The Iraqi command structure remained intact as the war entered its second week despite the ‘shock and awe’ tactics of the US-led forces, consisting of a massive aerial bombardment of military targets and government buildings in order to convince the enemy that opposition is futile. Nor have Iraqi civilians unanimously embraced the coalition troops as liberators. The two market bombings in Baghdad, where at least 67 civilians lost their lives, have exacerbated Iraqi hostility towards the military attacks.
On March 29, a car bomb attack killed four US soldiers at a US military checkpoint near Najaf. A man posing as a taxi driver waved to soldiers as if asking for help. When they approached, the vehicle exploded.
While US commanders deny that the attack meant that the Iraqi administration was ‘getting a little bit desperate’, it is clear that the suicide bombings pose an unexpected threat – not only to the invading forces, but also to establishing friendly relations between troops and civilians. Every Iraqi will now be considered a potential suicide bomber.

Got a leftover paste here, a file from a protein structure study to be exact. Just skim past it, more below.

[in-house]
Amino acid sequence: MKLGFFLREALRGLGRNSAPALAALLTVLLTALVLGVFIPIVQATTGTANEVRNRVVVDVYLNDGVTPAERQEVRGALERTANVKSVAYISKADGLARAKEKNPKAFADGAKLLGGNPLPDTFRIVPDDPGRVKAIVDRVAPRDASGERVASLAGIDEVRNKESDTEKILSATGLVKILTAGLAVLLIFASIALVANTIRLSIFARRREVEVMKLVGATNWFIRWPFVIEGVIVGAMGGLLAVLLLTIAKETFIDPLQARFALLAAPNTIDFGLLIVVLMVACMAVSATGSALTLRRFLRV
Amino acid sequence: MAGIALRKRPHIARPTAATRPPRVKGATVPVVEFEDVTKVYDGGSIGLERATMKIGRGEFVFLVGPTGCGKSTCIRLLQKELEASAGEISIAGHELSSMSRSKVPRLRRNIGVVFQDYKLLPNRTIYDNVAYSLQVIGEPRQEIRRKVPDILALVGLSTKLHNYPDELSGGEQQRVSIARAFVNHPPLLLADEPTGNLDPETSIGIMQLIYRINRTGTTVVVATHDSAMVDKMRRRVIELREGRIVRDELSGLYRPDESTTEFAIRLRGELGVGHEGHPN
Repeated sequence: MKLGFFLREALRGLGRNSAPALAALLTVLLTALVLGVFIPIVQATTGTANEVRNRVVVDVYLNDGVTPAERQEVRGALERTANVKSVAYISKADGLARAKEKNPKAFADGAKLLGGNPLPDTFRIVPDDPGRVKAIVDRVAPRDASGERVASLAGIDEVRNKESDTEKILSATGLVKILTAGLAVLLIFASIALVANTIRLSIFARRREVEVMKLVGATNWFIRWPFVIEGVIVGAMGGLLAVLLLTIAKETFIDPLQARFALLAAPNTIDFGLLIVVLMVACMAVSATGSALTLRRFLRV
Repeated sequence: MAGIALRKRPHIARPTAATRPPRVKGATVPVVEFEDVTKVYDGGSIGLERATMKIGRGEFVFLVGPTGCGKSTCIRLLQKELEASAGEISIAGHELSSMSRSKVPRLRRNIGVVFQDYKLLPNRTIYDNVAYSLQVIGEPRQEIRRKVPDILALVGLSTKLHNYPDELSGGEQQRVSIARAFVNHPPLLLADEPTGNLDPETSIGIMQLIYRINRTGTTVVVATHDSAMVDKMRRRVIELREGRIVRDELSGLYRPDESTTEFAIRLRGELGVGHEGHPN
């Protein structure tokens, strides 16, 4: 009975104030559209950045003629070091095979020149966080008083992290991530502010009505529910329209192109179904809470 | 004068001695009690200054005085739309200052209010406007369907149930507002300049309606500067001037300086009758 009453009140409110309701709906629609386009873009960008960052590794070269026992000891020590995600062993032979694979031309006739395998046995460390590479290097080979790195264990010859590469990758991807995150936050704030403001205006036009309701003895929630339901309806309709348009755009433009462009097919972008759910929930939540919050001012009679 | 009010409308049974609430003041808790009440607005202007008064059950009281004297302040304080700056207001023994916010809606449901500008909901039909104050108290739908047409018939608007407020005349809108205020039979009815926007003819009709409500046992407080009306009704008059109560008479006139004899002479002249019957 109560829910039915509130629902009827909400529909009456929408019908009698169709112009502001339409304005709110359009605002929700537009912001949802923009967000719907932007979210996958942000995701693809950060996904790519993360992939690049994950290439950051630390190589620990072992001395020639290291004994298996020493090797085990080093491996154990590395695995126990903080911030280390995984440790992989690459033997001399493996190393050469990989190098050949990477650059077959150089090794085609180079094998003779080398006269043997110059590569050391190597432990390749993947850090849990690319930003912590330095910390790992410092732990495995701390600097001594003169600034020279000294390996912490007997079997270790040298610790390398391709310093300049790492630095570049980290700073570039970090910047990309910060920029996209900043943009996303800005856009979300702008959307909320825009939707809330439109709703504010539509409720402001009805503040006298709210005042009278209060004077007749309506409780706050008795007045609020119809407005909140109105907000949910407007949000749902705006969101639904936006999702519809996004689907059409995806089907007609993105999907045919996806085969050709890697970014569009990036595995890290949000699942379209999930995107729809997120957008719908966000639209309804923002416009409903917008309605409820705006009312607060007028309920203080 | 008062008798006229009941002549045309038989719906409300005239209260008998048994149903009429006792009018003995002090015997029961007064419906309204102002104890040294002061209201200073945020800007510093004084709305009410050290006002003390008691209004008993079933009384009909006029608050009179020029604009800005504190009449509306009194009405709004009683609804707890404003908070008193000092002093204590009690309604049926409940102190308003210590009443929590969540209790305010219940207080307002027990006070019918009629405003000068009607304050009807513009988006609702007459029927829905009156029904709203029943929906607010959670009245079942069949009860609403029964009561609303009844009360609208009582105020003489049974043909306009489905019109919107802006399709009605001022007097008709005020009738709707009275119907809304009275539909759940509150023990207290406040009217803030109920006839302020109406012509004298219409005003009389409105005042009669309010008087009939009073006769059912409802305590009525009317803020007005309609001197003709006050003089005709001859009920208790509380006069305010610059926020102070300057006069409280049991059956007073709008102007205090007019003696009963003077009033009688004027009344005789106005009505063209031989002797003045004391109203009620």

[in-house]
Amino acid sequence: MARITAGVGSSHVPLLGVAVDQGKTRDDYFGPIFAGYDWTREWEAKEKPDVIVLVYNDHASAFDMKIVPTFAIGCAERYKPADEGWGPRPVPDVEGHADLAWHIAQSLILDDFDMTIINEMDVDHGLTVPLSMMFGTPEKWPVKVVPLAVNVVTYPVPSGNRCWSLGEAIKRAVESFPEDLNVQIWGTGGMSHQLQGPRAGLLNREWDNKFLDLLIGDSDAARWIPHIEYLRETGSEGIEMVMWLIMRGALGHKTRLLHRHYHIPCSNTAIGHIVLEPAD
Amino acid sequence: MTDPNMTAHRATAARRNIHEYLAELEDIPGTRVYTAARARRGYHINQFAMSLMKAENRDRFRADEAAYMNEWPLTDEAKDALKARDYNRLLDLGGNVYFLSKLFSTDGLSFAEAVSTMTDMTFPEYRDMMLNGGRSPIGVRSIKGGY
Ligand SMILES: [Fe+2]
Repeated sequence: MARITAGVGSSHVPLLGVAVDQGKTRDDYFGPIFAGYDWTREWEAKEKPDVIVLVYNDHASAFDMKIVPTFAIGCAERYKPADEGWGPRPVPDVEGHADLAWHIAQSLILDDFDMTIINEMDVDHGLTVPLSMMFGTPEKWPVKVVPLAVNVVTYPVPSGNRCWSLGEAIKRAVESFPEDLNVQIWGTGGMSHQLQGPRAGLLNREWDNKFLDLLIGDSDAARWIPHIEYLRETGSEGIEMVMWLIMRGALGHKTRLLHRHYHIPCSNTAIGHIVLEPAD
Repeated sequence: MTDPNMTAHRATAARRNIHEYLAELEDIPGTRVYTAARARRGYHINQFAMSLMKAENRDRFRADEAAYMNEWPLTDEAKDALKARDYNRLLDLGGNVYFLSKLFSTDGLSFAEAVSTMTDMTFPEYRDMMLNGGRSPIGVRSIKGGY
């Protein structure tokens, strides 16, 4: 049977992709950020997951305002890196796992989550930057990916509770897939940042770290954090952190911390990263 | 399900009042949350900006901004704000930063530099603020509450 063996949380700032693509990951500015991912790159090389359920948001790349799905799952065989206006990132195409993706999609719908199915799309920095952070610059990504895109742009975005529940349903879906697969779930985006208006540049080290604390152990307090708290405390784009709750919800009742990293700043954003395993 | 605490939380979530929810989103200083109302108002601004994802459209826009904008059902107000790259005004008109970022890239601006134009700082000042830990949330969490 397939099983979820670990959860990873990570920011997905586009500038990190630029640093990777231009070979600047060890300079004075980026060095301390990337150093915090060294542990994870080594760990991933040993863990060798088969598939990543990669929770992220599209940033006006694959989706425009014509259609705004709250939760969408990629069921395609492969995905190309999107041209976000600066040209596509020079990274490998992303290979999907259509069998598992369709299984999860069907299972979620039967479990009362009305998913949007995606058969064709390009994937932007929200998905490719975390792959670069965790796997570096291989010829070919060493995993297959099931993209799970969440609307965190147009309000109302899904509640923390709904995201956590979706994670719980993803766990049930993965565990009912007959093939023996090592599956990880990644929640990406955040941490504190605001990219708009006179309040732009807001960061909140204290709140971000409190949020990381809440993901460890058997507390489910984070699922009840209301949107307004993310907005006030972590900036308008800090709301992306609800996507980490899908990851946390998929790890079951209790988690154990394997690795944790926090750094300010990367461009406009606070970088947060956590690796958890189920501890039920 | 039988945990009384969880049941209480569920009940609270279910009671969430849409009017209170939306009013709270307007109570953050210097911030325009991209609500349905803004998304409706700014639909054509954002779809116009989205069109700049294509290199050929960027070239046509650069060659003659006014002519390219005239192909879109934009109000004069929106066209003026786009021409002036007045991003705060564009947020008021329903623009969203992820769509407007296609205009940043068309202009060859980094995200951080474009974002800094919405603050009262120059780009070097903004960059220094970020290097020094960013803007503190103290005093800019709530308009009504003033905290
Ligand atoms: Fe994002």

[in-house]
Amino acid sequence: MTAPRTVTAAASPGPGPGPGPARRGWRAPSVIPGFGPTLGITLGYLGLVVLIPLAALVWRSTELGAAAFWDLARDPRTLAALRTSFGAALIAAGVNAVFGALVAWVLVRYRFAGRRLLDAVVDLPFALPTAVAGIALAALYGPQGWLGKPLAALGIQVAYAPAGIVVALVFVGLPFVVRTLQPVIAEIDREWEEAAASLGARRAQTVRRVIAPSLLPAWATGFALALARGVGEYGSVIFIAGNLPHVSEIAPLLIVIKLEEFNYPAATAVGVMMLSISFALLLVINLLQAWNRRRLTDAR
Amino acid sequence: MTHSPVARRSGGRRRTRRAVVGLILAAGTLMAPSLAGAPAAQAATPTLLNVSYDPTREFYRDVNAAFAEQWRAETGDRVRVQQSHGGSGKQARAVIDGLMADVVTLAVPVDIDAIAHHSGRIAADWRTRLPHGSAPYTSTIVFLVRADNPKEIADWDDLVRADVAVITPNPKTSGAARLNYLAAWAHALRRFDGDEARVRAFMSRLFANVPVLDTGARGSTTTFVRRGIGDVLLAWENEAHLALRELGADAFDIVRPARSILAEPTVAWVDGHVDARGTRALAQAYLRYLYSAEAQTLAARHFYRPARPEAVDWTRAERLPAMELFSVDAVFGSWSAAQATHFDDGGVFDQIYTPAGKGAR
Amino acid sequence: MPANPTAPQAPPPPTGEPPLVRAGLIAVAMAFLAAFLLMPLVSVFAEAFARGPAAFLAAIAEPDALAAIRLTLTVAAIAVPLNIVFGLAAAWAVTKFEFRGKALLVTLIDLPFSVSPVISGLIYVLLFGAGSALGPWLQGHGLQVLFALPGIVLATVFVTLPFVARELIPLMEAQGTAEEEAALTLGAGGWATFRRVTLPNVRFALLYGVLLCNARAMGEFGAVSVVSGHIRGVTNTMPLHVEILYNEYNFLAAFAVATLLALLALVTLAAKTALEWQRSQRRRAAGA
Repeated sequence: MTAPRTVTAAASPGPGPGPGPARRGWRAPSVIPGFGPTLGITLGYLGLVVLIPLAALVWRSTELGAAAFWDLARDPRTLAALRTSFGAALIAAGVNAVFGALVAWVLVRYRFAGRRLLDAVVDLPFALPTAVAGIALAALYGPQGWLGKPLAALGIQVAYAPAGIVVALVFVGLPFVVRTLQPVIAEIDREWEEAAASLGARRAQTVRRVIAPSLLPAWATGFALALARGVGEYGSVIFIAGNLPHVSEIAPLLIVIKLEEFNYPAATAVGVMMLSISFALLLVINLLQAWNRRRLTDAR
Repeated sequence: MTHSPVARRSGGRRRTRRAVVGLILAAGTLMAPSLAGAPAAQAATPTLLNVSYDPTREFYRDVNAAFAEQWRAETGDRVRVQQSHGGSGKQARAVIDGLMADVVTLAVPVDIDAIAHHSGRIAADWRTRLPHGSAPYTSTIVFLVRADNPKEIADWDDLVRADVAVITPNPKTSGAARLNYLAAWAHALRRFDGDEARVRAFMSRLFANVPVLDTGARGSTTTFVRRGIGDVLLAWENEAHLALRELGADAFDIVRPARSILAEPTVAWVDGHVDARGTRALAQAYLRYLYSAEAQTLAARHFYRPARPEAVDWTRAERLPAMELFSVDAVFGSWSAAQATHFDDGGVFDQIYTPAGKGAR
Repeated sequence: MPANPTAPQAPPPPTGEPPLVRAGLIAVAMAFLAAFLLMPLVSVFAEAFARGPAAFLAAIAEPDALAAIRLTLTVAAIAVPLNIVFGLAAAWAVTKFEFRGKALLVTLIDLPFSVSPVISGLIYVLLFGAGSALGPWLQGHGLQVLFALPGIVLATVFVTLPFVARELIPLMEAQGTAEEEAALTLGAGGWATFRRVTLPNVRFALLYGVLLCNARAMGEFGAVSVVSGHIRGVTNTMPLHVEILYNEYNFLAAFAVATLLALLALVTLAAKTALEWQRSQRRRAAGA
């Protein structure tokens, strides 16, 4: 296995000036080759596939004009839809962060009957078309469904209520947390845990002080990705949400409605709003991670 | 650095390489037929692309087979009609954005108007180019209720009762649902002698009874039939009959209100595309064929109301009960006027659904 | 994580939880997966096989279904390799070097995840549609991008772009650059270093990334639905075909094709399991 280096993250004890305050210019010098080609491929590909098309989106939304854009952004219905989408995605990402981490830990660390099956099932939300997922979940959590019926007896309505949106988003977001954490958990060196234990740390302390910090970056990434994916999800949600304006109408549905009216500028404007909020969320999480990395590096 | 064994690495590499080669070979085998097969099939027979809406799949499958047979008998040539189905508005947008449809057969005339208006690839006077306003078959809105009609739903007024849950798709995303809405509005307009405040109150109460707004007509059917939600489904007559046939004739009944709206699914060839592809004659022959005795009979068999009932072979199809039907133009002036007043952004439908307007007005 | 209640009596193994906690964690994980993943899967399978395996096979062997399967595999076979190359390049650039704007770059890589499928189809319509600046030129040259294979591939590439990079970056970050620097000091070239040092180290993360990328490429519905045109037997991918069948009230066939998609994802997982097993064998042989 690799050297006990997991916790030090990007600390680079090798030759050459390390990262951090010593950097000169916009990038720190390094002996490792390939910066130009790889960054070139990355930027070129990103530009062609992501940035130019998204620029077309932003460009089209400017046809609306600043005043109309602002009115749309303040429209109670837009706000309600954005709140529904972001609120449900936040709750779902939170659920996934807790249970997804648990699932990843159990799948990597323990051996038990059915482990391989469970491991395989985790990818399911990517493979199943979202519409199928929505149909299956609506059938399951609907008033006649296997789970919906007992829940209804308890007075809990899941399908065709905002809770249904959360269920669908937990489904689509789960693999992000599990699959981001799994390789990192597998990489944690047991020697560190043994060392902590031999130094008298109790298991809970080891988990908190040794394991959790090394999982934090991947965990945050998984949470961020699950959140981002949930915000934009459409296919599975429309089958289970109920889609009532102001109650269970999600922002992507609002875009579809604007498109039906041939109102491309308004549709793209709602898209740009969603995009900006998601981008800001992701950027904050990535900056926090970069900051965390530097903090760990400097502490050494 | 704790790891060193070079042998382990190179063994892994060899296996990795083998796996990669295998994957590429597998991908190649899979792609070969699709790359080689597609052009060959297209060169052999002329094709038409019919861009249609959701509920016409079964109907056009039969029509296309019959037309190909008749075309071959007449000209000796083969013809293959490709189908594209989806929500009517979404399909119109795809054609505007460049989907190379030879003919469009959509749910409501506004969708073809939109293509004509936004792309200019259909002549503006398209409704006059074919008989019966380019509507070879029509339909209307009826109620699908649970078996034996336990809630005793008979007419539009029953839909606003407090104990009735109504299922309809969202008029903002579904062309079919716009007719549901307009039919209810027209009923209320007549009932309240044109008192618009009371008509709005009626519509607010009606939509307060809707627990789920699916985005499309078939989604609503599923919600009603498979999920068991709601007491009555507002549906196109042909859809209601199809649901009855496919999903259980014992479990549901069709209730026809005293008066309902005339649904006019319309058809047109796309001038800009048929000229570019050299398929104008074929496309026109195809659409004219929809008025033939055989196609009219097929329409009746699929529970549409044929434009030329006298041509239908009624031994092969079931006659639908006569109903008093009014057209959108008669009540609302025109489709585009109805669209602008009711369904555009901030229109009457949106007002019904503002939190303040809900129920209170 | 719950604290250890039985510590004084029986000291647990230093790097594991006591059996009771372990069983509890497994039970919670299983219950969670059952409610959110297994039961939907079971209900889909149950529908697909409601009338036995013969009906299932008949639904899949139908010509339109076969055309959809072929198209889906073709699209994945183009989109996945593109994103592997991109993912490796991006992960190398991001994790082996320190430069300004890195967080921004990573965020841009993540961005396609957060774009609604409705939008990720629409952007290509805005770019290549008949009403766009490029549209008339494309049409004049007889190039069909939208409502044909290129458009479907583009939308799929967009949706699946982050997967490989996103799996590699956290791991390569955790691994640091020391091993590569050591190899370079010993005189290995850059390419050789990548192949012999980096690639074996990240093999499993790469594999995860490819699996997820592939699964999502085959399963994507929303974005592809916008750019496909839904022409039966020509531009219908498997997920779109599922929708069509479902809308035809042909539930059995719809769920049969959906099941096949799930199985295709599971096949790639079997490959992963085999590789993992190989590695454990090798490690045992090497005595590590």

Iraqi Vice-President Taha Yassin Ramadan said at a news conference in Baghdad that such attacks would become ‘routine military policy’.
The suicide bombing at Najaf has created a hazy line between Iraqi military and civilians. In at least one case, US troops adopted a shoot first, ask questions later tactic, firing on a civilian car at another checkpoint on 31 March and killing 10 unarmed civilians.
The US military on 2 April issued guidelines authorising troops to detain civilians ‘who interfere with mission accomplishment’. In the battleground city of Nasiriyah, marines have rounded up more than 300 Iraqi men in civilian clothing. The men are suspected of involvement with the Fedayeen militia.
According to Human Rights Watch, feigning non-combatant or civilian status to deceive the enemy is a violation of the rules of war. Said Kenneth Roth, director of Human Rights Watch: ‘Any such blurring of the line between combatant and non-combatant puts all Iraqis at greater risk.’